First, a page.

Some, such as Andrew Bacevich here, suggest this is symptomatic of a “new American way of war,” in which inexpensive and small forces allow for perpetual warfare. But in a long-term perspective, we are not seeing traditional wars becoming wars in the shadows, but instead a strategic context where brushfire wars take on gargantuan proportions.
One major constraint on the duration, scale, and scope of small wars in American history has been the overall geopolitical context and great power rivalry. The potential consequences early of American actions against privateers or irregular threats becoming a conflict with a great power were vast - compare the Quasi-War to the War of 1812. Not only were there practical existential dangers in expanding a small war too far, there were compounding dangers to dragging it on too long, because a smaller, and less logistically-able force was simply incapable of bearing the strain. France’s relatively “light footprint” intervention in support of American independence - involving a mix of proxy support, naval forces, and limited land troops that might seem familiar today - helped bankrupt the country.
Today, the U.S., as Zenko and Michael Cohen argue elsewhere, is incredibly secure. That is a major part of why perpetual warfare is so appealing. China and Russia may occasionally grumble about U.S. violations of, say, Pakistani sovereignty but it takes essentially no action to back it up. In the case of Somalia, China and Russia are occasionally hawkish on questions of amphibious assault! Rival great powers know U.S. drones and SOF, while lethal for AQAP or Al Shabaab, are not particularly frightening to state actors on their own, nor do U.S. employments of them gravely threaten their allies’ key capabilities, and even where cyber capabilities pose a threat, other great powers are not new to that game. In essence, the U.S. faces little pushback from abroad over these actions, and maintains enough conventional strength to cover its bases that the “pivot to Asia” can coincide with ongoing military and covert operations in CENTCOM and expanding US presence in AFRICOM.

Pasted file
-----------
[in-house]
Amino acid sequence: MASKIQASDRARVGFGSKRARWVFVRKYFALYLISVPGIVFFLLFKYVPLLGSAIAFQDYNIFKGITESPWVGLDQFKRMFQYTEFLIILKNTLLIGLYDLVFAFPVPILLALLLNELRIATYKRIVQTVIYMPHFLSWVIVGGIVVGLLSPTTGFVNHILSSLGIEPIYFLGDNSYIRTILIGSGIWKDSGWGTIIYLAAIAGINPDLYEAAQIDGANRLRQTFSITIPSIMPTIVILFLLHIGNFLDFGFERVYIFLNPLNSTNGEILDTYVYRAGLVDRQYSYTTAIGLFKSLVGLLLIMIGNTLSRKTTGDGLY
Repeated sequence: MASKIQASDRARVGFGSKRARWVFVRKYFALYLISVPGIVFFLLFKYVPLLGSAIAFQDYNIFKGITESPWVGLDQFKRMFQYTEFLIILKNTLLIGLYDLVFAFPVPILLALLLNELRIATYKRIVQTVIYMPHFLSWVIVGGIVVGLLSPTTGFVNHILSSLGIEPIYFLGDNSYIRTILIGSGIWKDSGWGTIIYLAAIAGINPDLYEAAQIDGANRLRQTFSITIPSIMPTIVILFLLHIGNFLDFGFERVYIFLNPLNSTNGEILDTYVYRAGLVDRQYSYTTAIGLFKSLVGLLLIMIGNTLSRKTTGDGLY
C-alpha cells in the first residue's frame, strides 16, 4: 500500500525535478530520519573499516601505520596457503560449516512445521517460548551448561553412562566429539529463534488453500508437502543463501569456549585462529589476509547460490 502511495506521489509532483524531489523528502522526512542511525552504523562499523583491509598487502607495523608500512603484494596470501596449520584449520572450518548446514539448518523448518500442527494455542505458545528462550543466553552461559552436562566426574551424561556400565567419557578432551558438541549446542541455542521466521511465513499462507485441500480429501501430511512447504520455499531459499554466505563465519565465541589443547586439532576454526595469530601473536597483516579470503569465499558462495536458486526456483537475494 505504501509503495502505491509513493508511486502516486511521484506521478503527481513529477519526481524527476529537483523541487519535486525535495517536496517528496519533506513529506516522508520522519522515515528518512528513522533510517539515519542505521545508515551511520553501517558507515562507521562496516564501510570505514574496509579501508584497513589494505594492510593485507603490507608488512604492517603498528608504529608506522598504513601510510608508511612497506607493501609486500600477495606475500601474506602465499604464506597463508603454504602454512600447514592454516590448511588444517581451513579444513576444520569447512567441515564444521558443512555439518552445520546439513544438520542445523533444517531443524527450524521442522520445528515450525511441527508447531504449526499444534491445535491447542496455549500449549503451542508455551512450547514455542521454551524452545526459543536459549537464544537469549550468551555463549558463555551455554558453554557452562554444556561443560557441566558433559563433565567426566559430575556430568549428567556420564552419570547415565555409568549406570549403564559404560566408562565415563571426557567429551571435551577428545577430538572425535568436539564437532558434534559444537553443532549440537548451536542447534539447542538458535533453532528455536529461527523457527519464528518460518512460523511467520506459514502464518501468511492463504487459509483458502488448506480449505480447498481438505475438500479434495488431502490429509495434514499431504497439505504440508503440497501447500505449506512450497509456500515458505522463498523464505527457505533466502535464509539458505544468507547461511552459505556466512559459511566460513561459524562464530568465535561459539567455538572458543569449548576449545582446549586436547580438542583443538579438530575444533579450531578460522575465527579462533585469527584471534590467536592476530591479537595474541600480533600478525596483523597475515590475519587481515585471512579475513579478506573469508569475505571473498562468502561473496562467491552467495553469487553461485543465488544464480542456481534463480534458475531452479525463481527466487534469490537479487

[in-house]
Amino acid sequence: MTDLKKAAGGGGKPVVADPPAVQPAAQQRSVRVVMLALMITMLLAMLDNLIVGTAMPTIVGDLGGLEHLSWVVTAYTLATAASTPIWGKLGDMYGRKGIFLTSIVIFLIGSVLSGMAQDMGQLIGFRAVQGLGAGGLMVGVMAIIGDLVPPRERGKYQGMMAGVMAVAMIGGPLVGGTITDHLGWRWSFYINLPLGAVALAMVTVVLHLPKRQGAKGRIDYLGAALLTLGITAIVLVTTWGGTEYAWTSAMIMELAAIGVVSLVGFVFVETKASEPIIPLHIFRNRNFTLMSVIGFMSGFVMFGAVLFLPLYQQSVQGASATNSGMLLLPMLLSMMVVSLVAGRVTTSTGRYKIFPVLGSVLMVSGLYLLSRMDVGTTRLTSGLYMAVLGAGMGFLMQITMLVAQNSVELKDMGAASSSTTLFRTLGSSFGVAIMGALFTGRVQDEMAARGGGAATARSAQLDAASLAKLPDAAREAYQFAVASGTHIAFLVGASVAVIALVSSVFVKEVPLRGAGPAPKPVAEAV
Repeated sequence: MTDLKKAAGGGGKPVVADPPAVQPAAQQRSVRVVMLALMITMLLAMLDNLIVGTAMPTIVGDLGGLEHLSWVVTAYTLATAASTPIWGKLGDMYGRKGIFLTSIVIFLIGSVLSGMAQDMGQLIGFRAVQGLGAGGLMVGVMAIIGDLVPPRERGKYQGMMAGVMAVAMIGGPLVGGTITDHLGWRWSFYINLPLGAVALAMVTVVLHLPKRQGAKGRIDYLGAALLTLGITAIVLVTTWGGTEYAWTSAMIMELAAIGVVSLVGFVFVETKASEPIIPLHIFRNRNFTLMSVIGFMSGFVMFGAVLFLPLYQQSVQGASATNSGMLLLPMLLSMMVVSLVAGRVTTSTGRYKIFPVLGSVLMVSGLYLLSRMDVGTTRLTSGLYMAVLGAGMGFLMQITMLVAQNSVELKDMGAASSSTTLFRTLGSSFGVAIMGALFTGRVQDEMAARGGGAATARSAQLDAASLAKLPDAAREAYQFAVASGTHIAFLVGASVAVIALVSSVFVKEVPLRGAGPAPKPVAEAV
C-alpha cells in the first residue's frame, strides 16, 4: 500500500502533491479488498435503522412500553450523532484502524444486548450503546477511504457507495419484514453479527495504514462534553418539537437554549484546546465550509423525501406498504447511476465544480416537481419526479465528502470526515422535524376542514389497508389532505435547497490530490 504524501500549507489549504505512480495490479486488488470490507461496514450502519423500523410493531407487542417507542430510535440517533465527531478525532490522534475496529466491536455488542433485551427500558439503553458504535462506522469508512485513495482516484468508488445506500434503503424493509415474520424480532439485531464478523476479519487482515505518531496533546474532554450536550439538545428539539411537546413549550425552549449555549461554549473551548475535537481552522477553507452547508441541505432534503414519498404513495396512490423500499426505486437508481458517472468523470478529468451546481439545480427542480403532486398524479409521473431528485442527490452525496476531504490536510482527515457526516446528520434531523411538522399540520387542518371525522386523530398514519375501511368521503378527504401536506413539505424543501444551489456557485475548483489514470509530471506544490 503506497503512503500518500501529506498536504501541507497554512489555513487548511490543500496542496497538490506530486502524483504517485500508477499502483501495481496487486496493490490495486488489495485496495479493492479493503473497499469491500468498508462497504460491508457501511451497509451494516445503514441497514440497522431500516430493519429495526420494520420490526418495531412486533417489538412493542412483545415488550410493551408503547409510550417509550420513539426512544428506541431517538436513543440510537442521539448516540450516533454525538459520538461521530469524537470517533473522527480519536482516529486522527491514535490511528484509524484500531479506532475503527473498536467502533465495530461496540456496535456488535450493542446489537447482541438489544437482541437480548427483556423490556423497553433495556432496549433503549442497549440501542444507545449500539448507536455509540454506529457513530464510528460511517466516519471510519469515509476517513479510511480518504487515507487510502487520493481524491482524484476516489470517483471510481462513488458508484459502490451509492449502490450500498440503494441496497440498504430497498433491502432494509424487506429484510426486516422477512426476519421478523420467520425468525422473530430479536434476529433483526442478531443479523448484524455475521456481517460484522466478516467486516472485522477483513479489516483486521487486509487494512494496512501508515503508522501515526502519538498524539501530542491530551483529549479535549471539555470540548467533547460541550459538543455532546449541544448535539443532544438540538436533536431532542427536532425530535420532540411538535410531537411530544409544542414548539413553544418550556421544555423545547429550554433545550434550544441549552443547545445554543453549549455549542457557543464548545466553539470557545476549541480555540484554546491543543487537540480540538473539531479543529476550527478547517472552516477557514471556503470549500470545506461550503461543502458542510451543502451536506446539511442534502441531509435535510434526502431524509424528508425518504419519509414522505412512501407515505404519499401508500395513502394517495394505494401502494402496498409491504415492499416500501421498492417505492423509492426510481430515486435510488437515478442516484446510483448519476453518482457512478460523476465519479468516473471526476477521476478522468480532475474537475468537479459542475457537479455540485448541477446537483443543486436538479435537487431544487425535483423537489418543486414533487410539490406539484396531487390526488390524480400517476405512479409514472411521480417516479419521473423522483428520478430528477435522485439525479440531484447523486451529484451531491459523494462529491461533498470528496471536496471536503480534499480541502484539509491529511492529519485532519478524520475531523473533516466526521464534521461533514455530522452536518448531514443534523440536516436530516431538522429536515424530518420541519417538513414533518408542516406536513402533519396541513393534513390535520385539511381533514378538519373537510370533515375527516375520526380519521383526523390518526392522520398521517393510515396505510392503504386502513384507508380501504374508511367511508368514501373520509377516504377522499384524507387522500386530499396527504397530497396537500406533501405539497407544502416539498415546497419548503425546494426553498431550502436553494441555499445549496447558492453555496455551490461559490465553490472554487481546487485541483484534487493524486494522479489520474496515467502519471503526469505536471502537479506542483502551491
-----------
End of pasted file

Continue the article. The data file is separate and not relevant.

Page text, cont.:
A second major constraint that now gone are internal constraints. Legislatively, Congress is willing to write blank checks to avoid being blame for the potentially large political costs of an attack, because there is no popular reward to oversight in the electorate and potential political costs for poor management. Fiscally, though, the transformation of the U.S. military, mostly under the crucible of large-scale, conventional wars, have left a military which had to fight its small wars on shoestring budgets with a military powerful enough to take on any force on the planet. While drones and SOF are undoubtedly present, the backing resources range from nuclear subs and carriers to huge numbers of conventional aviation platforms in both strike and support roles, as well as ISR aircraft that might otherwise be needed for conventional foes.
Rather than classic conventional wars moving into the shadows, if we are in an era of “perpetual war,” it is because we are waging small wars on steroids. Where before the United States would not have had the time or resources to do much more than send a few ships and land some Marines, it now has the resources to build massive air bases for everything from remotely piloted vehicles to F-15Es to U-28s to SOF teams to find, fix, and finish enemies which rarely muster more in the way of air defense than RPGs and large-bore machineguns. It may not be as excessive or reckless as a hundred thousand U.S. servicemen for the task, but what makes these wars shadowy is less the tools involved than the rest of the government and public’s relative indifference to strongly examining their use.